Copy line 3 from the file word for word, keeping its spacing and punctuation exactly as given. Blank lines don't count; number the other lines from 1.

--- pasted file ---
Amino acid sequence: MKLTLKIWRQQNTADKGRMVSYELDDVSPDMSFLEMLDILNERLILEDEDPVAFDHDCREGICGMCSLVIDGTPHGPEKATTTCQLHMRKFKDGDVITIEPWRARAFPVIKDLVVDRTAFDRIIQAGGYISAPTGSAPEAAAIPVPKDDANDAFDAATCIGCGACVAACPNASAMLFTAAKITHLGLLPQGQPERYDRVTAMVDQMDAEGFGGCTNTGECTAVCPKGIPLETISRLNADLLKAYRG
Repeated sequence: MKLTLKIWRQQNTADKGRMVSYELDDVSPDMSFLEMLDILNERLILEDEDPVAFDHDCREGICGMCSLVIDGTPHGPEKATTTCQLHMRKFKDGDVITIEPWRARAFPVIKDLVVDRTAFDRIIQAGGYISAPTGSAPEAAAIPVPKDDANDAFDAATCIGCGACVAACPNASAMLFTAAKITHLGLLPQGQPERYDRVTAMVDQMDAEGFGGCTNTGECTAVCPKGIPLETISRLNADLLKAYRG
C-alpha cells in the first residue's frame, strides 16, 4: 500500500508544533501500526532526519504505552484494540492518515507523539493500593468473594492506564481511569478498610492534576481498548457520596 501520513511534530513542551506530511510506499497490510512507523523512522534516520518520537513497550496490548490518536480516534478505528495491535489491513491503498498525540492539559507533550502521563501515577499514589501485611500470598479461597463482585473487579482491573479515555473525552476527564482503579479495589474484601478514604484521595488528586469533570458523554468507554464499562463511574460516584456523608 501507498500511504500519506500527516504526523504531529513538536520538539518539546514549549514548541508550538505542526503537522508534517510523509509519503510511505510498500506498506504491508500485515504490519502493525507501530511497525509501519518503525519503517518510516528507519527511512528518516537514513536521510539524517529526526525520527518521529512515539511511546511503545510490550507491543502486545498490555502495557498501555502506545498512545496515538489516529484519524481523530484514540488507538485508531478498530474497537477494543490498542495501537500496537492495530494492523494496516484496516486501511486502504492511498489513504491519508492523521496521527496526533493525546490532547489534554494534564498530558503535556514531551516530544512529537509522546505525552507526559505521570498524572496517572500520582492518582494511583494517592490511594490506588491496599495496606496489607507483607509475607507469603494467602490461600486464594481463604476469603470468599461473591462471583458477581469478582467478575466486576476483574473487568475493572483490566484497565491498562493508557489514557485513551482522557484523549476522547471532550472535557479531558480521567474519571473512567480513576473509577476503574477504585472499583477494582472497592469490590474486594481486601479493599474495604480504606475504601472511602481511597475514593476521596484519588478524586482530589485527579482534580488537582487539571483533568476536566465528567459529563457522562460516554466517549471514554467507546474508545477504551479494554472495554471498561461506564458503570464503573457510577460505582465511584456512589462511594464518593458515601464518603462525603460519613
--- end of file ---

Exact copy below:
C-alpha cells in the first residue's frame, strides 16, 4: 500500500508544533501500526532526519504505552484494540492518515507523539493500593468473594492506564481511569478498610492534576481498548457520596 501520513511534530513542551506530511510506499497490510512507523523512522534516520518520537513497550496490548490518536480516534478505528495491535489491513491503498498525540492539559507533550502521563501515577499514589501485611500470598479461597463482585473487579482491573479515555473525552476527564482503579479495589474484601478514604484521595488528586469533570458523554468507554464499562463511574460516584456523608 501507498500511504500519506500527516504526523504531529513538536520538539518539546514549549514548541508550538505542526503537522508534517510523509509519503510511505510498500506498506504491508500485515504490519502493525507501530511497525509501519518503525519503517518510516528507519527511512528518516537514513536521510539524517529526526525520527518521529512515539511511546511503545510490550507491543502486545498490555502495557498501555502506545498512545496515538489516529484519524481523530484514540488507538485508531478498530474497537477494543490498542495501537500496537492495530494492523494496516484496516486501511486502504492511498489513504491519508492523521496521527496526533493525546490532547489534554494534564498530558503535556514531551516530544512529537509522546505525552507526559505521570498524572496517572500520582492518582494511583494517592490511594490506588491496599495496606496489607507483607509475607507469603494467602490461600486464594481463604476469603470468599461473591462471583458477581469478582467478575466486576476483574473487568475493572483490566484497565491498562493508557489514557485513551482522557484523549476522547471532550472535557479531558480521567474519571473512567480513576473509577476503574477504585472499583477494582472497592469490590474486594481486601479493599474495604480504606475504601472511602481511597475514593476521596484519588478524586482530589485527579482534580488537582487539571483533568476536566465528567459529563457522562460516554466517549471514554467507546474508545477504551479494554472495554471498561461506564458503570464503573457510577460505582465511584456512589462511594464518593458515601464518603462525603460519613